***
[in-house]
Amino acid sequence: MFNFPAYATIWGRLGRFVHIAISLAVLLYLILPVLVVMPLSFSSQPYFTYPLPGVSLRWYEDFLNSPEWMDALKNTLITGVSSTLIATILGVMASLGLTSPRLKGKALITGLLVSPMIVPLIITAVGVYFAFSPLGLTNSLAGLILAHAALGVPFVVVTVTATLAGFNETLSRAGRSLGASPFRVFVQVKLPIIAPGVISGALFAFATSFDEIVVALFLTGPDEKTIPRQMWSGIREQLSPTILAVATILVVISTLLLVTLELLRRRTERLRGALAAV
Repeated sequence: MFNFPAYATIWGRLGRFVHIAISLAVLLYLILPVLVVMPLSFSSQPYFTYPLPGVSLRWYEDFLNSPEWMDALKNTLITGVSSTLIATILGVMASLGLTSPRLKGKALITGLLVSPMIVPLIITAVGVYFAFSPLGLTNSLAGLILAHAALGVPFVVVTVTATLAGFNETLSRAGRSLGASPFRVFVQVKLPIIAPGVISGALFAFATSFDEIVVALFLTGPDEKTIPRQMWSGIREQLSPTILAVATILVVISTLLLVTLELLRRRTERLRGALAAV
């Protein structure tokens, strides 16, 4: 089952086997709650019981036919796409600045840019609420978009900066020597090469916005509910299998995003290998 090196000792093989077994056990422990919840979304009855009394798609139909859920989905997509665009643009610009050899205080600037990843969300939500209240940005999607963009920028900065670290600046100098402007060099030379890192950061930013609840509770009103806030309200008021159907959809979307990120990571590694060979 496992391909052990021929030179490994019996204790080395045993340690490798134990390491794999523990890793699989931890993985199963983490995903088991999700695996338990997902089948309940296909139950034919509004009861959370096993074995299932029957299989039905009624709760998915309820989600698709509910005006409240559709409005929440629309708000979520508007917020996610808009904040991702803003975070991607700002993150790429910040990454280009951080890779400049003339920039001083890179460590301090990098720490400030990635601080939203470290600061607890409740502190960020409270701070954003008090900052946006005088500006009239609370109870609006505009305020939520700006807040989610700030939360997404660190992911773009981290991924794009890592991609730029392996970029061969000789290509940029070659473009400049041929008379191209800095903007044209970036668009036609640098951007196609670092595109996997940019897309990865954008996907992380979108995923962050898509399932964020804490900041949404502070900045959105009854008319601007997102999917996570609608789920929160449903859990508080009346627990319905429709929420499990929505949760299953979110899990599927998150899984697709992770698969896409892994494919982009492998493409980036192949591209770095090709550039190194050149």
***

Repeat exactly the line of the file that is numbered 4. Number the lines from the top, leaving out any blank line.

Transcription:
């Protein structure tokens, strides 16, 4: 089952086997709650019981036919796409600045840019609420978009900066020597090469916005509910299998995003290998 090196000792093989077994056990422990919840979304009855009394798609139909859920989905997509665009643009610009050899205080600037990843969300939500209240940005999607963009920028900065670290600046100098402007060099030379890192950061930013609840509770009103806030309200008021159907959809979307990120990571590694060979 496992391909052990021929030179490994019996204790080395045993340690490798134990390491794999523990890793699989931890993985199963983490995903088991999700695996338990997902089948309940296909139950034919509004009861959370096993074995299932029957299989039905009624709760998915309820989600698709509910005006409240559709409005929440629309708000979520508007917020996610808009904040991702803003975070991607700002993150790429910040990454280009951080890779400049003339920039001083890179460590301090990098720490400030990635601080939203470290600061607890409740502190960020409270701070954003008090900052946006005088500006009239609370109870609006505009305020939520700006807040989610700030939360997404660190992911773009981290991924794009890592991609730029392996970029061969000789290509940029070659473009400049041929008379191209800095903007044209970036668009036609640098951007196609670092595109996997940019897309990865954008996907992380979108995923962050898509399932964020804490900041949404502070900045959105009854008319601007997102999917996570609608789920929160449903859990508080009346627990319905429709929420499990929505949760299953979110899990599927998150899984697709992770698969896409892994494919982009492998493409980036192949591209770095090709550039190194050149």